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Fig. 5 | Microbiome

Fig. 5

From: A metagenomic study of the gut microbiome in Behcet’s disease

Fig. 5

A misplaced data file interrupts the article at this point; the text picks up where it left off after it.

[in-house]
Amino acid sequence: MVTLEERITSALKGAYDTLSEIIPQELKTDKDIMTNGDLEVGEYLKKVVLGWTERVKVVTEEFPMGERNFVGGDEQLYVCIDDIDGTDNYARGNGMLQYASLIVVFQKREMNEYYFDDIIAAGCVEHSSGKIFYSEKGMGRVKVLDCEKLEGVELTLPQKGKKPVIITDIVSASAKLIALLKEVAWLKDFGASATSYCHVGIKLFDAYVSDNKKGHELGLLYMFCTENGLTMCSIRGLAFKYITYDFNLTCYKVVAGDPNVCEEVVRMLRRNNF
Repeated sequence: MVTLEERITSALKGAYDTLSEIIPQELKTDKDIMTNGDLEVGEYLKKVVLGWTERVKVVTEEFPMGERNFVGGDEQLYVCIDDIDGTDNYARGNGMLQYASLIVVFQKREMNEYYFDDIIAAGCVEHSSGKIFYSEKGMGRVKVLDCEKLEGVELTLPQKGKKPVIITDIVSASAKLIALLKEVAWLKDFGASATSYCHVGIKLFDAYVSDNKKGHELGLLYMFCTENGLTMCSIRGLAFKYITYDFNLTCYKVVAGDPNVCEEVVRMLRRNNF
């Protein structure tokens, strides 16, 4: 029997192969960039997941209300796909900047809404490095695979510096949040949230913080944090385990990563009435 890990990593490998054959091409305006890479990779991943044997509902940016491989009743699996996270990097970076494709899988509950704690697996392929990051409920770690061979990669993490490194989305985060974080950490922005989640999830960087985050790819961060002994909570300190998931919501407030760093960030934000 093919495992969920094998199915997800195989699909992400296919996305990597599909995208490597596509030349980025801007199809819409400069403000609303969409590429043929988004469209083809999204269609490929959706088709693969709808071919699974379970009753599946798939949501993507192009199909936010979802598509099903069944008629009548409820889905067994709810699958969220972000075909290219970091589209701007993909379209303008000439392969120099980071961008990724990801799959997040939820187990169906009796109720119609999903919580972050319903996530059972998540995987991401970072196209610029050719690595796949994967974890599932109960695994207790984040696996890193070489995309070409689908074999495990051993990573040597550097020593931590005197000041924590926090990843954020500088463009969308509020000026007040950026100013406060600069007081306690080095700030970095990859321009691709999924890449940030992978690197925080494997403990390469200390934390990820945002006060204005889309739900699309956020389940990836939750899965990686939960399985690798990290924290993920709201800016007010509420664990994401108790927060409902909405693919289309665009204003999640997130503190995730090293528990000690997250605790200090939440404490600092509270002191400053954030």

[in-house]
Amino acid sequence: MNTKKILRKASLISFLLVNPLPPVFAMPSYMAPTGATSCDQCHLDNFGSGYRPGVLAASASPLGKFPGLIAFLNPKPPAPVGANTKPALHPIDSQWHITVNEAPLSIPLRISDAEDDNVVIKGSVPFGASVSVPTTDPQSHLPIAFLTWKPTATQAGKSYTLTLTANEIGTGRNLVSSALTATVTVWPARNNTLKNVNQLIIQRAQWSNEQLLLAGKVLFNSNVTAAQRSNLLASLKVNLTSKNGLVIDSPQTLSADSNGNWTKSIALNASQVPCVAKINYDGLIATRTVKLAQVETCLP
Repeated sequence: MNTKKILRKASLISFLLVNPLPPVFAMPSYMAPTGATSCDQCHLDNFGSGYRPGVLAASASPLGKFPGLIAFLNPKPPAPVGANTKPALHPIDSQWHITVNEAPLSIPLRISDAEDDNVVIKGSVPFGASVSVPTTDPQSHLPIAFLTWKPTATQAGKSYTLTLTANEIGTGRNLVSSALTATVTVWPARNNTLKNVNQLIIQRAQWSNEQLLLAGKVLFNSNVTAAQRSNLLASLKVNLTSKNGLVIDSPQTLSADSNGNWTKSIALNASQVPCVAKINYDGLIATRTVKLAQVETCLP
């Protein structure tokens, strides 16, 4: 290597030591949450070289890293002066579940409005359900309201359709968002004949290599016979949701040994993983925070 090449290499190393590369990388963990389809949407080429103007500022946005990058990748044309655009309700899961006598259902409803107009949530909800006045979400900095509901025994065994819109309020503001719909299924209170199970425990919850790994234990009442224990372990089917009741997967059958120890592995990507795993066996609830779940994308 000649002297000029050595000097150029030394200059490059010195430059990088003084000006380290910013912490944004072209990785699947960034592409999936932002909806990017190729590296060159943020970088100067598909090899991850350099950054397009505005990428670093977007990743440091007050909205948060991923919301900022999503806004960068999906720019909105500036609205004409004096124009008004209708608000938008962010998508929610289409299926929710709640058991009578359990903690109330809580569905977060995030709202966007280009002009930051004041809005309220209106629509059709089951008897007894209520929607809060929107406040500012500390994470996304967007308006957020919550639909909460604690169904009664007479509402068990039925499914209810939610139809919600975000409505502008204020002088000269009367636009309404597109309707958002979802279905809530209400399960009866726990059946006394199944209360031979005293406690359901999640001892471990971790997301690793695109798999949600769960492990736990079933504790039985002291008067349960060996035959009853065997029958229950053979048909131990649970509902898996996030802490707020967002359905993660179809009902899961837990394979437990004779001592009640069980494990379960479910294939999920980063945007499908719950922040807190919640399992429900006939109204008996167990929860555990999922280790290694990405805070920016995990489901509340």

Chart of possible mechanisms explaining the relation between gut microbiome composition and development of Behcet’s disease. a Dysbiosis of the gut microbiome might be caused via dietary intake in individuals carrying the susceptibility genes for BD. The dysbiosis of the gut microbiome in BD is characterized by enriched sulfate-reducing bacteria (SRB) and some opportunistic pathogens in association with depleted butyrate-producing bacteria (BPB) and methanogens. b Gut metabolism in BD shows an overwhelming presence of H2S and shortage of butyrate and methane. This abnormal environment can contribute to the intestinal epithelial barrier damage and facilitate effector molecules or pathogen-associated molecular pattern (PAMP) to invade the intestinal epithelial cells (IEC). c The PAMPs including PNG/LPS combine with their corresponding pattern recognition receptors (PRR) TLR2/TLR4 on IEC. This process leads to chronic inflammation involving hyperactivation of T helper 1 (TH1) and T helper 17 (TH17) cells in the gut. d The effector molecules or PAMP migrate to blood vessels through the hepatic circulation. Then, they recognize the receptors of TLR/TLR4 on vascular endothelial cells (VEC) and induce systemic vasculitis via the subsequent activation of TH1 and TH17 cells. e A damaged vascular endothelial barrier due to the systemic vasculitis. The effector molecules or PAMP can further migrate to organs or tissues such as the eye, joint, skin, oral, and genital mucosa though the damaged vascular endothelial barrier. Subsequently, the PAMP recognize the receptors TLR2/TLR4 in these organs or tissues, which result in various clinical manifestations of BD, such as uveitis, arthritis, skin lesions, oral, or genital ulcers. f Since oral ulcers (aphthosis) can be induced by both disturbances of the oral microbiome and dysbiosis of the gut microbiome, it presents as the most common clinical feature in BD

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